The reality is that the official Church treats reform groups with disdain. It doesn’t even recognise their positive contribution to public church debate by empowering Catholics (see the latest document reporting on the limited implementation of the Plenary, which does at least give credit to Garratt Publishing and Yarra Theological Union).

Similar themes are evident internationally. There is still some remarkable willingness to engage, but the balance has moved from relative optimism to prevailing pessimism.

For international groups like CCRI the central issue must be equality for women. Some are still optimistic that Francis remains on track; that perhaps the 2024 session of the Synod may not be the last; that the Study Groups will evolve into something productive. But this is a minority position. Nevertheless, the majority persists with the 2024 Synodal process in Rome, still hoping that our voices will be ‘heard’ by the institutional church.

Where to from here? Reformers may still throw a light on the Synod as distinct from trying to influence it through participation. But that distinction must be clear.

Group and individual effort and advocacy still play a positive role. Shining lights among Australian reform groups include Women and the Australian Church (WATAC), Sense of the Faithful (SF) in Melbourne and Concerned Catholics Tasmania (CCT). WATAC models an alternative church through Australian Women Preach, SF does valuable evidence-based tracking of Plenary Council implementation, CCT engages with the Tasmanian church community and pressures the official church as best it can despite the conservative environment in that state.

These are painful times for the church reform movement. The distinction between hope and optimism has been explored by writers like Vaclav Havel and Seamus Heaney. Like them I don’t expect ‘things to turn out well’ though I remain convinced that there is ‘good worth working for’ within the church.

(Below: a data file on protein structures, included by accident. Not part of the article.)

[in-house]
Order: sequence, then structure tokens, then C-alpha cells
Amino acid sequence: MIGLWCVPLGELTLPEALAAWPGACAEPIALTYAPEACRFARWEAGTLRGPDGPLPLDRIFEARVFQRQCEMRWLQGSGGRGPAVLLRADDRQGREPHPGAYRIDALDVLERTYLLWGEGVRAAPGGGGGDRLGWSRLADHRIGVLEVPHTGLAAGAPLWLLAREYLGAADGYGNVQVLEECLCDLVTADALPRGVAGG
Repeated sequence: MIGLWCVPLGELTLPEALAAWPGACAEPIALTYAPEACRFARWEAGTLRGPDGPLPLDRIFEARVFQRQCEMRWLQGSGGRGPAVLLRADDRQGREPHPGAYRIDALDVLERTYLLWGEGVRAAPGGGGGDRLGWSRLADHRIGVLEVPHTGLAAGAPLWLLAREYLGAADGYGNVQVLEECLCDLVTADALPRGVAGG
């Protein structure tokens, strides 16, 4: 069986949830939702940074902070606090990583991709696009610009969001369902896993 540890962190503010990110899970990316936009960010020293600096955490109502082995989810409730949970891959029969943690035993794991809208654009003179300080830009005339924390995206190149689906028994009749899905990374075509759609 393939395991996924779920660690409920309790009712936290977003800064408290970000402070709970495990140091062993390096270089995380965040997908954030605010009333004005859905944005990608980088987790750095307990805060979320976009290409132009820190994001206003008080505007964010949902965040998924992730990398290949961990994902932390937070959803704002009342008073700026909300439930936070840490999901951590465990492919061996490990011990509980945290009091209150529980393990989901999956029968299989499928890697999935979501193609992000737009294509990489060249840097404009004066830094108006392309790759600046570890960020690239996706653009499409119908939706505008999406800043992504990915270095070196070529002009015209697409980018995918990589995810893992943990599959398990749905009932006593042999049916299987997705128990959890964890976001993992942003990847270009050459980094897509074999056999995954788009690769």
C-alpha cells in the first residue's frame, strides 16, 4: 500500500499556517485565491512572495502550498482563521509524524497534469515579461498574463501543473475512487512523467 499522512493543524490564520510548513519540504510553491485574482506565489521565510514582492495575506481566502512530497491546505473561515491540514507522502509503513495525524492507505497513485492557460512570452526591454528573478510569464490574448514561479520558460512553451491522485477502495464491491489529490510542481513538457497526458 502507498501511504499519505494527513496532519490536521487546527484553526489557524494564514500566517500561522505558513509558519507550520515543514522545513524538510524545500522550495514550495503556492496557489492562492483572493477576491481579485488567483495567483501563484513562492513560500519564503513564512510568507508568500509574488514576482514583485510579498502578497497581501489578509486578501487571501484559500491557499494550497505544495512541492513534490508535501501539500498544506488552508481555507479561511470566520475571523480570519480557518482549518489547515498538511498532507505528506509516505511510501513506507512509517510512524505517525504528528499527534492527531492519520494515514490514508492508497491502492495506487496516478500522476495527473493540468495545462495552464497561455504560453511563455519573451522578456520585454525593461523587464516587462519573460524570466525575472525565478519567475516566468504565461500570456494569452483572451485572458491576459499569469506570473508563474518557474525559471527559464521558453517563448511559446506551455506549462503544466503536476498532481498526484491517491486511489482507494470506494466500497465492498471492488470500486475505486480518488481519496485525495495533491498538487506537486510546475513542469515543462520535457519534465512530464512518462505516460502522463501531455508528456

John Warhurst is an Emeritus Professor of Political Science at the Australian National University.

Main image: Man sitting in church. (Stefan Kunze/Unsplash)

Topic tags: John Warhurst, Church, Reform



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Existing comments

It is interesting and must mean something when the attendance at [adherence to] the Eastern Rite Catholic Churches is 'sky high'. Perhaps that is because these churches, albeit in union with the Roman Catholic church under the authority of the Papacy, did not rush off and destroy their Church by putting their own desires and interpretations on the proclamations of the Vatican II council, which, in fact, did not alter one major tenet of teaching along the lines that the so-called, self-appointed reformers have been seeking - in "the spirit of Vatican II". It is surprising that these reformers seem to be losing faith in their goals for reform. After all, much of what they seek has already been in place for nearly 500 years in the Protestant Churches born with the sixteenth century Reformation of Luther and the murderous adulterer, Henry VIII. Perhaps the best way to cope with their despair and disappointments in the failure of the Church to change its teachings to suit them, they could be deliriously happy tomorrow if they all simply waddled off and joined the Protestant Churches that already accommodate their personal desires.